Raw, disturbing, uncomfortable, unique.
When a writer is a non-conformist and tells stories that don’t meet the financial bottom line but rather spark debates, while making readers question ongoing status-quo or look behind curtains, hiding an average-looking family, that writer takes risks.
Cheryl Butler, the author of “A Proclivity to Prurience” speaks about confronting stereotypes, her need to share honest and raw stories and staying true to her story and self.
‘The individual has always had to struggle to keep from being overwhelmed by the tribe. If you try it, you will be lonely often, and sometimes frightened. But no price is too high to pay for the privilege of owning yourself.’ Rudyard Kipling, quoted from Interview with an Immortal by Arthur Gordon, Reader’s Digest (July 1959).
As a person, I’m an optimist, fun-loving and silly, yet reading my books, you’d be forgiven for thinking the opposite, so why is that?
Is it some undiscovered side that is only expressed through my writing? Or is it the result of some deep trauma I’ve not yet come to terms with?
I’d disagree with both of those and suggest that I want to create debate; I want to delve into the psyche of people I would avoid in reality; I want to understand more about our world and what makes us us, in all our glorious imperfection. People’s differences, quirks, are what draw me to them, rather than push me away, and I’m fascinated by the disparities in our characters, so for me, it’s a given I should write about the very same. I would also like to add that my books write themselves, and I am just the facilitator.
So, what the hell does all that have to do with Rudyard Kipling? Nothing other than the fact that I see myself as non-conformist, I ‘own’ myself, but again, it’s something I can’t/don’t take credit for; it’s simply the way I’m made, and as such, it’s extremely difficult for me to do anything that doesn’t conform with my non-conformity, hence, A Proclivity To Prurience.
My novel is harsh. It’s uncompromising and direct, yet it is still full of emotion, much of which, however, is anger, but there is still enough to tug at the heartstrings. There are no heroes, no happy ending, but it hasn’t put my readers off… well, the majority, at least. It’s explicit, and there are many scenes involving sex, but more importantly, it’s realistic.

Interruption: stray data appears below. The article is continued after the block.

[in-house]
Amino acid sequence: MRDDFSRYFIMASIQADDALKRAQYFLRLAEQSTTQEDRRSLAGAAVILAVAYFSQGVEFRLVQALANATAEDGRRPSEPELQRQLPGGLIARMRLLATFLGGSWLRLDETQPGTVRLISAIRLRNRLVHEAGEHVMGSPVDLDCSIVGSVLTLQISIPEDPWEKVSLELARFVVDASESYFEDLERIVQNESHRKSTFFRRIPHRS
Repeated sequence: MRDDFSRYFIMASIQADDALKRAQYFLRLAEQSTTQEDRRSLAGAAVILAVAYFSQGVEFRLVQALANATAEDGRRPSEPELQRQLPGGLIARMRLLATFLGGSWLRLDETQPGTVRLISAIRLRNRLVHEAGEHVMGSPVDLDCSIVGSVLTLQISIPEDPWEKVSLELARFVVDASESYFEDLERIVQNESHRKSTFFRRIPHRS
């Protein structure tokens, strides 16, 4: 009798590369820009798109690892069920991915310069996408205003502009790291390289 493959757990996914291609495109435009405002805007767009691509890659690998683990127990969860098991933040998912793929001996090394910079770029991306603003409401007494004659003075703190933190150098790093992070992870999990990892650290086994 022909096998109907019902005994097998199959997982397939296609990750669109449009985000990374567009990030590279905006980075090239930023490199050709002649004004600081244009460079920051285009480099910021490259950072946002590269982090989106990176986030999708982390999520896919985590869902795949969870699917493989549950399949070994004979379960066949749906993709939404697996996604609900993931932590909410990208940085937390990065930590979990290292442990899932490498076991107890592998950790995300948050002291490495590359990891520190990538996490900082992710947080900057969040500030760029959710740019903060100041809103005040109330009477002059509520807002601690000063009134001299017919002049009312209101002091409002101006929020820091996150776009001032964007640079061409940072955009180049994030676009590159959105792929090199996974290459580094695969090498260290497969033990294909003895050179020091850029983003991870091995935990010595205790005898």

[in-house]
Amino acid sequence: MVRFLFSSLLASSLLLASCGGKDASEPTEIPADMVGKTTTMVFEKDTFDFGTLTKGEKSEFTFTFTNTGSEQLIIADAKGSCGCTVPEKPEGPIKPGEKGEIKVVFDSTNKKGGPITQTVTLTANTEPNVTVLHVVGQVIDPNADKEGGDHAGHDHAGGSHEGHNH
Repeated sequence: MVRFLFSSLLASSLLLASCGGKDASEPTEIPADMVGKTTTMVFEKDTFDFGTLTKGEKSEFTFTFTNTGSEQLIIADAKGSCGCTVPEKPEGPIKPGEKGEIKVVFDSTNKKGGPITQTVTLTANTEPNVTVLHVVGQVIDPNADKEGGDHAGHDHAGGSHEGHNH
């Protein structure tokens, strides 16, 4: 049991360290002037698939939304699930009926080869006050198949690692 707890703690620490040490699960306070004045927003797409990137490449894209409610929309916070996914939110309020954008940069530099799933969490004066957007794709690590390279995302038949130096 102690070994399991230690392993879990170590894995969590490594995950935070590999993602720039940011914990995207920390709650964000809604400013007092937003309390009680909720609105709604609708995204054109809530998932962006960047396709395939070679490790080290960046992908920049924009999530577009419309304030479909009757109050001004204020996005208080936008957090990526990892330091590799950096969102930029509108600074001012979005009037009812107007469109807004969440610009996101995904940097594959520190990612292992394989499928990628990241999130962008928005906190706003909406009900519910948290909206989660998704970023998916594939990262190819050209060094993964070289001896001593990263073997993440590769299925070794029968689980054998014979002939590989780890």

I started writing to rid myself of a niggling storyline that I couldn’t shake, yet my husband’s suggestion that I should try writing a book was initially met with mocking laughter! Five chapters in, and I was hooked, determined to see what Abbie and Joe got up to and where the story would end. Early on, however, I realised that the tale of a young man’s obsession with an older woman was not going to revolve around her love of board games (she doesn’t actually have a love of board games…), so I would need to write about that which we should not speak of; yes, I was going to have to write sex scenes, and NO ONE wants to do that, unless you’re writing erotica, and I DEFINITELY wasn’t writing erotica. I persevered, and the more I wrote, the easier it became, but then, no one else had read it yet…
Cut to a year later, and a meeting with my publisher, fine-tuning the marketing process, and I was taken aback by the fact that my novel was, indeed, to be categorised as erotica! I debated it for a while, but because of the language and content, it had to belong to that genre. If ever there was a time I was annoyed to be pigeonholed, it was then.
Erotica is designed (in my mind) to stimulate, to excite the reader in a fairly obvious way, and there’s nothing wrong with that, but that was never my intention. I wanted to tell a story that was realistic, and whilst that would have to involve sex, in all its brutality and colour, it wasn’t intended to arouse. Added to that, two flawed and deeply troubled MC’s, gave some very disturbing plotlines that blurred the lines of morality and the law, but they were necessary.